Injuries are the second leading cause of death in rural India, and self-harm plays major role, a new survey reveals.
According to the George Institute that conducted a mortality survey in the East and West Godhavari districts of the southern Indian state of Andhra Pradesh, injuries caused 13 per cent of all deaths in adults.
The survey also shoed that self-harm was responsible for 36 per cent of all injury-related deaths including poisoning, hanging and self-immolation.
Other causes of injuries resulting in death were falls (20 per cent) and road traffic crashes (13 per cent). A concurrent survey showed that falls (38 per cent) and road traffic crashes (25 per cent) were also the leading causes of injuries that did not result in death.
The study examined injury-related mortality and morbidity from residents in 53 villages in the two districts of A.P. that have a population of more than 200,000.
Around 90 per cent of injury-related deaths occur in low- and middle-income countries such as India where very little is known about the burden or causes of injury. Previously, health systems have been designed to cope with infectious diseases and injury is not recognised as a major public health issue by the local authorities because of poor availability of robust data on the injury burden, said the study author and Associate Professor Rakhi Dandona at The George Institute, India.
The new data demonstrate that we now need services that can deliver care and prevention for injury, Prof.Dandona said.
Previous results of this survey showed that diseases of the cardiovascular system, such as heart attacks and stroke, were the leading causes of death. Infectious diseases such as tuberculosis and HIV/AIDS caused only about 12 per cent of deaths. In line with India's rapid economic and societal changes, the health system must include a focus on chronic diseases and injury in addition to infectious diseases.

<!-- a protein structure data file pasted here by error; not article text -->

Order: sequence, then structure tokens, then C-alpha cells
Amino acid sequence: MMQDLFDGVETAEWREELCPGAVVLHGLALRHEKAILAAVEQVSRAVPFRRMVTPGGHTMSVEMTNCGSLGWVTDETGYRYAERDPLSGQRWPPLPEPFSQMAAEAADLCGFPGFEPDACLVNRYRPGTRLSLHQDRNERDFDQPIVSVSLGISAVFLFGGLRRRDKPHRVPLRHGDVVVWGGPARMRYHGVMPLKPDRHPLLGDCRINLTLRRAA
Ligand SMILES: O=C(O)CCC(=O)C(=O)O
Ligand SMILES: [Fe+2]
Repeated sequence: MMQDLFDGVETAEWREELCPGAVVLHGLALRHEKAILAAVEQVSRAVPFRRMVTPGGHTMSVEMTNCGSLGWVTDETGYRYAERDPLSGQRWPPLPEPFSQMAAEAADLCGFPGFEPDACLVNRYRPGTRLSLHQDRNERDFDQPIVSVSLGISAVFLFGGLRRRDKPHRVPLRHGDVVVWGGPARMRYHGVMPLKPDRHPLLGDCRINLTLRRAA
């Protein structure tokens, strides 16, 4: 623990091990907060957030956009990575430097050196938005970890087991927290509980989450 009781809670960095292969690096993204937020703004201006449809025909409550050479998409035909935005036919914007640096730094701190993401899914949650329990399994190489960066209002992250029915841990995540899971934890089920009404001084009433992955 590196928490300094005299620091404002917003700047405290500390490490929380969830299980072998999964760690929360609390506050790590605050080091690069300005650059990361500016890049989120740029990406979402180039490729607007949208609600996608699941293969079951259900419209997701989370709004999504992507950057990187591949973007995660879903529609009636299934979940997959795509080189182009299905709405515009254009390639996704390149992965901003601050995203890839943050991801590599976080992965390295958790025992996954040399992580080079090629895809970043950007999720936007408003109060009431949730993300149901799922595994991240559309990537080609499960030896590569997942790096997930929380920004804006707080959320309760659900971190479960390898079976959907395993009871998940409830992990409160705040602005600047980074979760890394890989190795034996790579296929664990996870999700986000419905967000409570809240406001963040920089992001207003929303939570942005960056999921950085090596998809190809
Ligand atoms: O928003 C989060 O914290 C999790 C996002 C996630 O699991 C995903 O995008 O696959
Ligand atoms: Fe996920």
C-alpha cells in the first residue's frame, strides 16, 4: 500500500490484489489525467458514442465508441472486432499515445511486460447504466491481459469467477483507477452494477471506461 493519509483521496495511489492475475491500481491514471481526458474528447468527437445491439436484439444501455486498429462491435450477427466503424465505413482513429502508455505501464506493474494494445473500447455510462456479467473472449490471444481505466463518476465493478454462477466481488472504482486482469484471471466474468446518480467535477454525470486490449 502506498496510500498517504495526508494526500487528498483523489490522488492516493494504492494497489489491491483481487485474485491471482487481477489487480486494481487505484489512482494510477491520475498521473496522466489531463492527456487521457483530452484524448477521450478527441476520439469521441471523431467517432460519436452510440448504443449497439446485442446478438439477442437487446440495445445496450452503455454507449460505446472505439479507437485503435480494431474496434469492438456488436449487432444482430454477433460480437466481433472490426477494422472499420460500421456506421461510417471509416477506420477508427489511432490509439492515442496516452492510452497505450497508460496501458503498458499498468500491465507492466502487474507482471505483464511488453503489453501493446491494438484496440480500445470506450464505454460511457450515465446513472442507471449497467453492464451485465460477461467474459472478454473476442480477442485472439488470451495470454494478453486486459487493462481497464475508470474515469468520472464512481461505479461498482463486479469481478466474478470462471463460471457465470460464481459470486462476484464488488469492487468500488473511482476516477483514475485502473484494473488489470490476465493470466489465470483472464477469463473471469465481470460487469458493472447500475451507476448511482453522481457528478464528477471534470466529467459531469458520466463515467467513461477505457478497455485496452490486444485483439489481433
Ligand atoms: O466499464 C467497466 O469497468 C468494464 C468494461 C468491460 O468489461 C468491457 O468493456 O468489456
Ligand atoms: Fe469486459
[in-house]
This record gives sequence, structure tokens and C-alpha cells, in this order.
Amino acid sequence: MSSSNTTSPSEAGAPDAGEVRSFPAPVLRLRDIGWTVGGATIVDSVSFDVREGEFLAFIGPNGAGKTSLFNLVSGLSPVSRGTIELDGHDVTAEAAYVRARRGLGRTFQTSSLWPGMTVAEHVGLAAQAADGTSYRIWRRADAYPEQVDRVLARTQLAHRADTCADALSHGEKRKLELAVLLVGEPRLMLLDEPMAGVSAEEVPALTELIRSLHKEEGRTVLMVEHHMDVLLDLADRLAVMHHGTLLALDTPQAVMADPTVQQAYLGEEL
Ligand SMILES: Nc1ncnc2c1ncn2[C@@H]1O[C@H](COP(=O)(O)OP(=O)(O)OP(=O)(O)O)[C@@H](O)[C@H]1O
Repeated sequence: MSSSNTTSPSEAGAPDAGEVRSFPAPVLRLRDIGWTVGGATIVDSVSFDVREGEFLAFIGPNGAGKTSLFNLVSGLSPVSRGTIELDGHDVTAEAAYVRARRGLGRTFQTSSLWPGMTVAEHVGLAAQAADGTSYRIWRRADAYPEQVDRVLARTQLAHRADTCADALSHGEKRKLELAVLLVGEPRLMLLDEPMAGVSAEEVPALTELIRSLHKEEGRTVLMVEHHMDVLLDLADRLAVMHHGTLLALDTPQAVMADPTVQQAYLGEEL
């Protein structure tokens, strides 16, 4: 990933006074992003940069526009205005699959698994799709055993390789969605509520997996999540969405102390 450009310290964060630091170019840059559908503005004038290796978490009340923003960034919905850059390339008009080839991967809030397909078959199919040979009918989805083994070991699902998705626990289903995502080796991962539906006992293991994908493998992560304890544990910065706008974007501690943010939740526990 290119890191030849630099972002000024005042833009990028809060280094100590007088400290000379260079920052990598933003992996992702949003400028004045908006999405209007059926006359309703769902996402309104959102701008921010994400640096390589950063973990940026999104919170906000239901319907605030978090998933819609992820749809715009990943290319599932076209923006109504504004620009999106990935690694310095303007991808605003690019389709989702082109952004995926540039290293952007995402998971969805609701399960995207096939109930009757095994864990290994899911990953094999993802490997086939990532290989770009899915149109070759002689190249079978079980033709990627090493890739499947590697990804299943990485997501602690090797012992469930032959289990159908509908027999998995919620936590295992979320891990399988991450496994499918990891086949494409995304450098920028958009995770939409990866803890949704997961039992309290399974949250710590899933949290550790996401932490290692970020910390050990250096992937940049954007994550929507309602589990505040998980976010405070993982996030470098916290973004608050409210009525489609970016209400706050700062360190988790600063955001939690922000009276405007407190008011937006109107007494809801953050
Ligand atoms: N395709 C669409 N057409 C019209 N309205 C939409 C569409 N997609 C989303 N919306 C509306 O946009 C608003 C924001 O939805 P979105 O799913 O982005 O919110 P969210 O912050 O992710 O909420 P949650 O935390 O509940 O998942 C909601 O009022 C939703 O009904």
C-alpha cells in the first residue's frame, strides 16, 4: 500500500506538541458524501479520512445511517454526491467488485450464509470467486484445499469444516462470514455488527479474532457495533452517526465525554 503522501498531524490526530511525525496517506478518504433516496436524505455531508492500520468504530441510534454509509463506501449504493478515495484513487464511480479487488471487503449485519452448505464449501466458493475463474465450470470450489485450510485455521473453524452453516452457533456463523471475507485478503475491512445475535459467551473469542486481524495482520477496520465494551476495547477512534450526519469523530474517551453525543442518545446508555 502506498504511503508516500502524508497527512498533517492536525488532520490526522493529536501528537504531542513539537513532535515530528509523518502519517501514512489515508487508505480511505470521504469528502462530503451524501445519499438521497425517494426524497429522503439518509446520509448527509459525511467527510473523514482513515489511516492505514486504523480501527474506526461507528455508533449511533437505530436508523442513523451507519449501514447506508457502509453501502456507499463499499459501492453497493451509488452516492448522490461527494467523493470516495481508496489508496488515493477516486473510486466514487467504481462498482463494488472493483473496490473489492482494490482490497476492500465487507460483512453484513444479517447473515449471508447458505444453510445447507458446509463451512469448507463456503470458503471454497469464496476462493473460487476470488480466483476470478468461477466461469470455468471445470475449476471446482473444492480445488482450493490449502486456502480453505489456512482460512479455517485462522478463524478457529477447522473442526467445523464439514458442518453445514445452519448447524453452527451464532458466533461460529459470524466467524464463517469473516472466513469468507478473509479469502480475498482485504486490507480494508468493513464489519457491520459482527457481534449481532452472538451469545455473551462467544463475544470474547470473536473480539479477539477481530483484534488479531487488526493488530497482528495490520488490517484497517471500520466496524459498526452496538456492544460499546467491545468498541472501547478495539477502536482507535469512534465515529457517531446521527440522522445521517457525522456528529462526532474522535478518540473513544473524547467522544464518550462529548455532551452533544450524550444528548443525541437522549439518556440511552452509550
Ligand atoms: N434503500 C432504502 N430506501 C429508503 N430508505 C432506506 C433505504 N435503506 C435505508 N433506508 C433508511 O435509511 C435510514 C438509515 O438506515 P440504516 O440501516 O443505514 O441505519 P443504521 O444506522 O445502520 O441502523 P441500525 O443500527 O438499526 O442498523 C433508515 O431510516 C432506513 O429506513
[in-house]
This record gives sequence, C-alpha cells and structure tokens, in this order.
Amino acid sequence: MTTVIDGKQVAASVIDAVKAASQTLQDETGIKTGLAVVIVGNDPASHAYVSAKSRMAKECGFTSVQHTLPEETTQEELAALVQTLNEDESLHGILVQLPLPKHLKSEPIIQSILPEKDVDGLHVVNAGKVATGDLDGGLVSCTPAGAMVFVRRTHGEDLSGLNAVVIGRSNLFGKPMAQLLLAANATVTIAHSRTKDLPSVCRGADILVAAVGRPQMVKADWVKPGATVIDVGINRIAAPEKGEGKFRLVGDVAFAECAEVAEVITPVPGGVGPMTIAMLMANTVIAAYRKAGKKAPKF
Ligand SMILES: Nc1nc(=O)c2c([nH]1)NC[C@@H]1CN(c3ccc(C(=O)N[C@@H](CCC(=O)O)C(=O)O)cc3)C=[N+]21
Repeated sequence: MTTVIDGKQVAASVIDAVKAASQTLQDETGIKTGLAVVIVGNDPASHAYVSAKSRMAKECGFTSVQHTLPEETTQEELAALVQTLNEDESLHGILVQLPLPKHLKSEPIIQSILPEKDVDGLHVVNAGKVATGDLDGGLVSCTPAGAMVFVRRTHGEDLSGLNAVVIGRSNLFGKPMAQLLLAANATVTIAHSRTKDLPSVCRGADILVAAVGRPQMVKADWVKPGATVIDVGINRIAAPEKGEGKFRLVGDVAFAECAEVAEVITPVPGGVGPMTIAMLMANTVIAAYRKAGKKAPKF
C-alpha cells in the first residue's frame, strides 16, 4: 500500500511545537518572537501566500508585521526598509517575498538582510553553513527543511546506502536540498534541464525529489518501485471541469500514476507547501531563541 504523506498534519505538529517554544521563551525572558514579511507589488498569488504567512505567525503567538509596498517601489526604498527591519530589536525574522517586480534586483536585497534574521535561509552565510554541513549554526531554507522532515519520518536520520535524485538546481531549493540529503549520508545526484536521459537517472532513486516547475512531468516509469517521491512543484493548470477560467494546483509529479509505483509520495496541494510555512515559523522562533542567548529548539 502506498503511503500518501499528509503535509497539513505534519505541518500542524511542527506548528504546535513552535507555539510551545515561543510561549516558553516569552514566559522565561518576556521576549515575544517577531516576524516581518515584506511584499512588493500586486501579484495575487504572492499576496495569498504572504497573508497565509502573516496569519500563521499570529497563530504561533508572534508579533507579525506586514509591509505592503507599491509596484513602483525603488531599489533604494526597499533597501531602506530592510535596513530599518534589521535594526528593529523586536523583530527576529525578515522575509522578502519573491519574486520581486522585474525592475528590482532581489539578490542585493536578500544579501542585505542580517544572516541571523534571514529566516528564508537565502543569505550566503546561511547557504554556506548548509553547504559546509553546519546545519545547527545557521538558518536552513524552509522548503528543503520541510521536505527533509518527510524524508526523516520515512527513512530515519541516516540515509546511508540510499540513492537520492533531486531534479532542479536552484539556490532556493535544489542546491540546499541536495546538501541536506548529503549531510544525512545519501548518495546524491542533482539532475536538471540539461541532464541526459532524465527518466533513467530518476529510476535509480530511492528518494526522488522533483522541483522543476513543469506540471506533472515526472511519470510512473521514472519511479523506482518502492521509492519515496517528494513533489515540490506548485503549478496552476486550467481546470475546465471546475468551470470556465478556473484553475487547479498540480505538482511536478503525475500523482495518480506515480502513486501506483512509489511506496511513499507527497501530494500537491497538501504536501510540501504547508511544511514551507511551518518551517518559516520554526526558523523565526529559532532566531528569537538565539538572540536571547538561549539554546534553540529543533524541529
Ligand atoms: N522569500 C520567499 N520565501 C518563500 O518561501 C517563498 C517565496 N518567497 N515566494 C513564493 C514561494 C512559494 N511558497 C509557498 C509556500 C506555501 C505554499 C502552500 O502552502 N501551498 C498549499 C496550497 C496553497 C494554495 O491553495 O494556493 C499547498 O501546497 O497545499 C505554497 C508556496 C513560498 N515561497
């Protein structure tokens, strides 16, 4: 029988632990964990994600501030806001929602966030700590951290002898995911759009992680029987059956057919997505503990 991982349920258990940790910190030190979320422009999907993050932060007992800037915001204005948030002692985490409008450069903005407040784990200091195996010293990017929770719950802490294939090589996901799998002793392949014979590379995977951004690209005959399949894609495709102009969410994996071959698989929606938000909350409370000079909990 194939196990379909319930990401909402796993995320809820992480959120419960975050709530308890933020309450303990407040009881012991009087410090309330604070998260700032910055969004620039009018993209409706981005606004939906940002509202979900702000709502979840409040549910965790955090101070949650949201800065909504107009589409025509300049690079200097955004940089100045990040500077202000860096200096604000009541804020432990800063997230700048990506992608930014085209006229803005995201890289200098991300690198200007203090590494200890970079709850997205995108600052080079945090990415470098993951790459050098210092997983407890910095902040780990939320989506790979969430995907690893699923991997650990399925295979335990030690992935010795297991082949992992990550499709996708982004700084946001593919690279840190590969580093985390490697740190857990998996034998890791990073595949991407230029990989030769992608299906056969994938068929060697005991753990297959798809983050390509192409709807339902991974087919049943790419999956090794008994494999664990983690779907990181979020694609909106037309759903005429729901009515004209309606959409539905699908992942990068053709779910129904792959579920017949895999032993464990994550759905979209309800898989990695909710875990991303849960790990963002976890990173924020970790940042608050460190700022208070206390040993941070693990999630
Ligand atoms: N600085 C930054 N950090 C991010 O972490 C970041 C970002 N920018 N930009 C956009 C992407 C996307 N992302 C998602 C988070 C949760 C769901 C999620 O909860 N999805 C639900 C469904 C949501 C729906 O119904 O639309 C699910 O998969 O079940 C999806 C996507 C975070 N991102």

"The leading causes of injury - falls, road traffic crashes, and suicides - are all preventable. It is important that effective interventions are developed and implemented to minimise the impact of injury in the region. In particular, given that mainly 15-44 year olds are affected by injuries, the economic impact is substantial and clearly highlights the need for urgent intervention," said Dr Dandona.
Researchers note the first step is to implement programs and policies aimed at addressing injury in rural India, including:
Community-based programs to reduce suicides
Exploring options to decrease access to poisons
Actions to increase the use of motorcycle helmets
Occupational health and safety measures
A review of ways to reduce falls in the home
A focus on preventing drowning.
This study was completed as part of the Andhra Pradesh Rural Health Initiative (APRHI). This initiative is a collaboration between The George Institute and The University of Queensland in Australia, the Byrraju Foundation, the Centre for Chronic Disease Control (CCDC) and the CARE Foundation in India. Since 2003, the APRHI group has worked to identify the main health problems in the region and to develop evidence-based methods of dealing with them.